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Civil Disobedience the ideas of Thoreau and Dr King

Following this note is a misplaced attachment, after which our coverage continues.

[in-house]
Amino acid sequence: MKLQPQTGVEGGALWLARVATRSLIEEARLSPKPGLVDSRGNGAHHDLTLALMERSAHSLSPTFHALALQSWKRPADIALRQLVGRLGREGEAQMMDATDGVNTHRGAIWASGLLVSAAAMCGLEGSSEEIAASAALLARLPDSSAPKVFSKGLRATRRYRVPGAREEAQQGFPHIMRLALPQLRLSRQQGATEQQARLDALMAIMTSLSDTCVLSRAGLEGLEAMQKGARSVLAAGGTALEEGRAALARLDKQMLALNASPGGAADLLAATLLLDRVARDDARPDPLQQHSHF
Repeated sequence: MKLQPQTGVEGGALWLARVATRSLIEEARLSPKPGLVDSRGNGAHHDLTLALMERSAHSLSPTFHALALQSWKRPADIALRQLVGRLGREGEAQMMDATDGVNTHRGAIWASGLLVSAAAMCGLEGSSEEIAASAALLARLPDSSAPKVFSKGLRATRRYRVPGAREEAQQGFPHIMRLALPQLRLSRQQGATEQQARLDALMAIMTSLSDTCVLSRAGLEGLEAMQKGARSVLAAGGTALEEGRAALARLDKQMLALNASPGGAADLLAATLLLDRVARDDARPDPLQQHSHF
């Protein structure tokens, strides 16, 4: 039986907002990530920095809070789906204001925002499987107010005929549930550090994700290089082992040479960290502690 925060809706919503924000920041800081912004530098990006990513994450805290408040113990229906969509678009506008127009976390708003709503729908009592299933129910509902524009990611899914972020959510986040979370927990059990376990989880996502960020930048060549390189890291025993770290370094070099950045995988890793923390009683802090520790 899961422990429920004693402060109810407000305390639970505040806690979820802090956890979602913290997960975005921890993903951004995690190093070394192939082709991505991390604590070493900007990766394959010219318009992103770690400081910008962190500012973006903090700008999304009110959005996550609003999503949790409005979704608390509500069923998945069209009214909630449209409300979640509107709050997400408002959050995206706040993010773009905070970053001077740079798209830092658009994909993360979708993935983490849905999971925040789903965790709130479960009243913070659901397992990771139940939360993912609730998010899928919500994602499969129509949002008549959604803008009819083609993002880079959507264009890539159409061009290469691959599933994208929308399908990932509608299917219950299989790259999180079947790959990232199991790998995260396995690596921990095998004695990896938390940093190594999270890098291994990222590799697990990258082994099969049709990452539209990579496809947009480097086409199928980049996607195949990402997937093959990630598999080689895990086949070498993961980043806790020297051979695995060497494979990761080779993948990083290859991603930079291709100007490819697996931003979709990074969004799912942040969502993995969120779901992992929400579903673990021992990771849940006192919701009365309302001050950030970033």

Throughout the history of the United States, there have been many times when citizens have felt the need to revolt against their government. Such cases of revolt took place during the times of Martin Luther King Jr., and Henry David Thoreau. The reasons for these revolts included discrimination against the African-American community and Americans refusing to pay poll taxes to support the Mexican War. These two men used civil disobedience to change peoples ideas and beliefs to stop the injustice brought against them and their nation. Civil Disobedience is defined as refusal to obey civil laws or decrees, which usually takes the form of direct action (Groliers Encyclopedia Online). People practicing civil disobedience break a law because they consider the law unjust. They want to call attention to its injustice, hoping to bring about its withdrawal. Thoreau wrote Civil Disobedience in 1849, right after spending a night in the Walden town jail for refusing to pay a poll tax for the Mexican War. He recommended using direct action to create social tension, thus leading to the reform of unjust laws practiced by the government. He voiced civil disobedience as, An expression of the individuals liberty to create change (Thoreau 530). Thoreau felt that the government had established order that resisted reform and change. Action from principle, the perception and performance of right, changes things and relations; it is essentially revolutionary(Thoreau, 531). Thoreau refused to pay the poll tax because the money was being used to finance the Mexican War. Not only was Thoreau against the war itself, but the war was over Texas, which was to be used as a slave state. His friend, Staples, offered to pay the tax for him, but to Thoreau, it wasnt paying the tax that he was objecting to, it was how the money would be used. Thoreau felt strongly about paying money toward a war he did not support. He would rather end up ...

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